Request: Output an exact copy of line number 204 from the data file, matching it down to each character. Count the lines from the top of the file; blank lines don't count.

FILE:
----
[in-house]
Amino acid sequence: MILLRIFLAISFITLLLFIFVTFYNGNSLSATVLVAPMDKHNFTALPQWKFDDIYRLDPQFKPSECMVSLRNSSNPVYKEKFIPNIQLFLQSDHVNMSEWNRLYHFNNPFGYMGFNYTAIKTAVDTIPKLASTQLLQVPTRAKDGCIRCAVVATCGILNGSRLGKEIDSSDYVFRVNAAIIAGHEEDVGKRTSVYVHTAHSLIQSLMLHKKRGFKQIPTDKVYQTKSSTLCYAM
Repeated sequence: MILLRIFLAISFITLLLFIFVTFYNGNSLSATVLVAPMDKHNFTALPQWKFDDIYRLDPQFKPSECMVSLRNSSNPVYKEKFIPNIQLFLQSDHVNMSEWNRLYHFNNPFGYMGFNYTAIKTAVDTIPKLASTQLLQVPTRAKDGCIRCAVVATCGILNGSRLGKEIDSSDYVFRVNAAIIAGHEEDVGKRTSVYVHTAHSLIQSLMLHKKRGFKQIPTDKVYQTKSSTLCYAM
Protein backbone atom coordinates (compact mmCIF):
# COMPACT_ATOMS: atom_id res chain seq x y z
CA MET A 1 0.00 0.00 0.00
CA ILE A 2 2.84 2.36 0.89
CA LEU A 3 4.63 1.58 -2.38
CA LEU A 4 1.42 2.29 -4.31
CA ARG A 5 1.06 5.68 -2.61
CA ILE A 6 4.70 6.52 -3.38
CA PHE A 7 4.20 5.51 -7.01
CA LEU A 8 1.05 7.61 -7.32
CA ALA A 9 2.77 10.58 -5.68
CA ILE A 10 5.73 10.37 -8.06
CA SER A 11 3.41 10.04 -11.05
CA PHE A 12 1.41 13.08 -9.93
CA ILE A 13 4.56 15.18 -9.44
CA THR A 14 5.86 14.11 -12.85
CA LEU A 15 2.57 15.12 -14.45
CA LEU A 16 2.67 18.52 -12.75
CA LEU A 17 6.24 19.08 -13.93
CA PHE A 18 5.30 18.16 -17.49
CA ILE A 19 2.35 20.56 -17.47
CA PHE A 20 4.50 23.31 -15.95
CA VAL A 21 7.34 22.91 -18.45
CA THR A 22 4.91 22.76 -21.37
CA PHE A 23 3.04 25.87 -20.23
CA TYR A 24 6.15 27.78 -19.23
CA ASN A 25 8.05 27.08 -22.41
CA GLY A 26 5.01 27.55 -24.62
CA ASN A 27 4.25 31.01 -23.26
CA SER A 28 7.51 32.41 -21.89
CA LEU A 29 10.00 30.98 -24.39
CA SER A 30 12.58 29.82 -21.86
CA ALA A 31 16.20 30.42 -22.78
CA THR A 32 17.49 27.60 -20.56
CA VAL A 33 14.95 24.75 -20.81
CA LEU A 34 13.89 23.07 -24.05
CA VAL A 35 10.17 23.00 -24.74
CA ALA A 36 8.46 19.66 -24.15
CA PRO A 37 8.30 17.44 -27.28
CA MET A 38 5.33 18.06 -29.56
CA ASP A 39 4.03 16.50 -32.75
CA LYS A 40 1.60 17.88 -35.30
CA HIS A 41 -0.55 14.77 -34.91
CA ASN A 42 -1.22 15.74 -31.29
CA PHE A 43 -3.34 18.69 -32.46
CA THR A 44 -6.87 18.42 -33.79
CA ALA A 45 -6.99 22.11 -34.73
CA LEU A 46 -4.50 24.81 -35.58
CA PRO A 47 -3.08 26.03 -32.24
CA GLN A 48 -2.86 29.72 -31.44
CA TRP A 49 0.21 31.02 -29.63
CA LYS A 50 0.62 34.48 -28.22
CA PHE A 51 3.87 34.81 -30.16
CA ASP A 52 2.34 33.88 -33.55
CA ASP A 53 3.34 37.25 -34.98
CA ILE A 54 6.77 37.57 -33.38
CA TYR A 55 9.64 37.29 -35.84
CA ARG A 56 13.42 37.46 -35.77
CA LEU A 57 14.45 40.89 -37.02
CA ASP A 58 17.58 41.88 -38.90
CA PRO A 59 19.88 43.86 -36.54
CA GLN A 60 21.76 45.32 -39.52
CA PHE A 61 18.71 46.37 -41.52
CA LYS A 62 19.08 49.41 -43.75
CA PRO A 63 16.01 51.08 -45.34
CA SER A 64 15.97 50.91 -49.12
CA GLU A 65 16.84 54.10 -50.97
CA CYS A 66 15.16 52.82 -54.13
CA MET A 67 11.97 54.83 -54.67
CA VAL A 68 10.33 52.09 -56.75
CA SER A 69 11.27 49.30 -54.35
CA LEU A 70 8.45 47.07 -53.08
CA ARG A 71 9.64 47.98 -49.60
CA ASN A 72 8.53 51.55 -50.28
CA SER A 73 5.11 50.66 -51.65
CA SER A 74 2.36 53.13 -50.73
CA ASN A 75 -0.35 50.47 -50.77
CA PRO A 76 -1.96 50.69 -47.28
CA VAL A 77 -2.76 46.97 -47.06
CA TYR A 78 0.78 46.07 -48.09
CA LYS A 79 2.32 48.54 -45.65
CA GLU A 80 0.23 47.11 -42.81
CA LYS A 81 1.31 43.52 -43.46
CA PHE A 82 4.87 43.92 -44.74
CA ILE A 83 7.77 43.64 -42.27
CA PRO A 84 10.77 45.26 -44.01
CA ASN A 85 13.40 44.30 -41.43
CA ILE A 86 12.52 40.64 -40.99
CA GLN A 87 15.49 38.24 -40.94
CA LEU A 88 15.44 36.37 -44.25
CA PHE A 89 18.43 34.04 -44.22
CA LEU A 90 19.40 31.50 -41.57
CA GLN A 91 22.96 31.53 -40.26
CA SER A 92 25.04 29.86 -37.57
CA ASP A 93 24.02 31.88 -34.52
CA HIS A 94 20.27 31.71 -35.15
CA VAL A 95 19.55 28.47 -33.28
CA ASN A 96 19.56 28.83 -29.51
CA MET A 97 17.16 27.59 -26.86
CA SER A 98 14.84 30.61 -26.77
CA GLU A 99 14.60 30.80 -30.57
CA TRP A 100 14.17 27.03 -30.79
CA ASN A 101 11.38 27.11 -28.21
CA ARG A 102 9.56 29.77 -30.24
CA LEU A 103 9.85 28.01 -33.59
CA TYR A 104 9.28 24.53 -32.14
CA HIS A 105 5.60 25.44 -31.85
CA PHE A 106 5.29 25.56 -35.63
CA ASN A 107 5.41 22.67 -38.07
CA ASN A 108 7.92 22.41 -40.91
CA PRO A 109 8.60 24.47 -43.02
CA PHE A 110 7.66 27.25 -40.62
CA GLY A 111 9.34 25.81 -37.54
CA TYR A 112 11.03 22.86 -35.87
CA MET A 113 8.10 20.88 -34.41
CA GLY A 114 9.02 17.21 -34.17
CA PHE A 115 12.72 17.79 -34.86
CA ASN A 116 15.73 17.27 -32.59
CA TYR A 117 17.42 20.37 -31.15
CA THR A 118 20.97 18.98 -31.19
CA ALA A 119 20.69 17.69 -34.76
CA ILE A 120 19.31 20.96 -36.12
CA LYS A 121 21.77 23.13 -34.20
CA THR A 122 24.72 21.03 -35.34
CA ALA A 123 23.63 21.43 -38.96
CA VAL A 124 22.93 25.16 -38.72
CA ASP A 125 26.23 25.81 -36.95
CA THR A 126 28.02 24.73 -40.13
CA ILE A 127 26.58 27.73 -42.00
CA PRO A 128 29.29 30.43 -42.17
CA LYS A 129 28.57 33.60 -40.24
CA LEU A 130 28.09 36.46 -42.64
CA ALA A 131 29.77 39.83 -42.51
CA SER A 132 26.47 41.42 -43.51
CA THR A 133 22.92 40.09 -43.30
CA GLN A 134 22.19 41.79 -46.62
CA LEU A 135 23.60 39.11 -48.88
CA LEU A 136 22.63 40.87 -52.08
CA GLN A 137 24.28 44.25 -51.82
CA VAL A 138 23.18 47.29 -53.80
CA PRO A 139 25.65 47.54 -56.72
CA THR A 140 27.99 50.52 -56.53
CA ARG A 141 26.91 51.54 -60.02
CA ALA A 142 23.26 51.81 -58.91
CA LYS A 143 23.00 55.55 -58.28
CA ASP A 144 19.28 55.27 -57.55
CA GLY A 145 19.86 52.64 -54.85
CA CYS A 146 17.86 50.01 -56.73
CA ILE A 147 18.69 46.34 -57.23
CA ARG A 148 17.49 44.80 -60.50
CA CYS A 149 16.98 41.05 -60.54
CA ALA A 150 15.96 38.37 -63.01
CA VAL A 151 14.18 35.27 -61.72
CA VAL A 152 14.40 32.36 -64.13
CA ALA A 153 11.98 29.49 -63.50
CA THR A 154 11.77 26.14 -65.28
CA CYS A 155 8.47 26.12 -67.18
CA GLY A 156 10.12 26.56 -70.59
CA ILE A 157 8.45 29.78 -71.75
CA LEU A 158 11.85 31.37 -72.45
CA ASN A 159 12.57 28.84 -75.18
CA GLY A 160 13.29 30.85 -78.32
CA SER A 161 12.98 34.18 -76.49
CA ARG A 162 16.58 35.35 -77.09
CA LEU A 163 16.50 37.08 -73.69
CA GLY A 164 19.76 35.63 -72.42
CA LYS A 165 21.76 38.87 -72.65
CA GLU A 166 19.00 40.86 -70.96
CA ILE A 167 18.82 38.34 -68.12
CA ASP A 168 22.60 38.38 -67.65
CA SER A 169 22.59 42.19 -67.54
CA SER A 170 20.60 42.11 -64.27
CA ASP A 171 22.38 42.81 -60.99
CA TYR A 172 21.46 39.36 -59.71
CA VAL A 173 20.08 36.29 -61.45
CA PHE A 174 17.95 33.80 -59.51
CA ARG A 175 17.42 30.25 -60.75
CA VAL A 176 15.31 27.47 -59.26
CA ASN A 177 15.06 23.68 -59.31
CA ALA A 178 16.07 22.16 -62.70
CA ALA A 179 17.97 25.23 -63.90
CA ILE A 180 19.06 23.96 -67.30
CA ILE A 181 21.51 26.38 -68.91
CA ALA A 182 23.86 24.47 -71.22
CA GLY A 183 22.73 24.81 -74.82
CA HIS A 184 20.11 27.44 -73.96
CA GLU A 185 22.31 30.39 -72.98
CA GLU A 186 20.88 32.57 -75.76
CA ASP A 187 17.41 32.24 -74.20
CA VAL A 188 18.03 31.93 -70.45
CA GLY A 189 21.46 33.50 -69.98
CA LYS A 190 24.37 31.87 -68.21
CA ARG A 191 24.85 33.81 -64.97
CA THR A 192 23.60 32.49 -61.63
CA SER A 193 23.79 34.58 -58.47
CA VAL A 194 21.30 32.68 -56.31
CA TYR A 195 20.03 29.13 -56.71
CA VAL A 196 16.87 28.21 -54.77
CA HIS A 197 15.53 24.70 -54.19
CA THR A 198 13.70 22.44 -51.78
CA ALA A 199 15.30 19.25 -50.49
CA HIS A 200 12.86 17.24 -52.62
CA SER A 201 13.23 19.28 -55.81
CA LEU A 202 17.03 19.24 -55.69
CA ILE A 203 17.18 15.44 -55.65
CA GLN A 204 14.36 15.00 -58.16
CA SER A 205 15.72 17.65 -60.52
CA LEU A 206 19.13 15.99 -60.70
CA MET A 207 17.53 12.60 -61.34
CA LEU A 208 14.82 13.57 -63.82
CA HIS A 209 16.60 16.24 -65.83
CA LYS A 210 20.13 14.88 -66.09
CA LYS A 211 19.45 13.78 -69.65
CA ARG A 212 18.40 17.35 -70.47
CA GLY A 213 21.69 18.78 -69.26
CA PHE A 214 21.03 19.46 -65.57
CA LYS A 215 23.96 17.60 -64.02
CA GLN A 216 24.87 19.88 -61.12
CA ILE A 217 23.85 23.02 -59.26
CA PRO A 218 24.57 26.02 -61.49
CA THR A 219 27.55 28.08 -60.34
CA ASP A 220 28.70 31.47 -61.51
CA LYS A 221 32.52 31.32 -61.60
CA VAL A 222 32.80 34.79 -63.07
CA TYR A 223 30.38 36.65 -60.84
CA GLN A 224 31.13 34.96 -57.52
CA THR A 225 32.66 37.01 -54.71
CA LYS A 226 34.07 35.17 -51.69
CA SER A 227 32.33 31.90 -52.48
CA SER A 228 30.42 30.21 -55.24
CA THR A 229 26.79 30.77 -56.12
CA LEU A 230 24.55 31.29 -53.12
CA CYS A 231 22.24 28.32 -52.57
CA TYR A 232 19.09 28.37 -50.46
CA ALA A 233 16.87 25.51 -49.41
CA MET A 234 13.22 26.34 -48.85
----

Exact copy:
CA ALA A 199 15.30 19.25 -50.49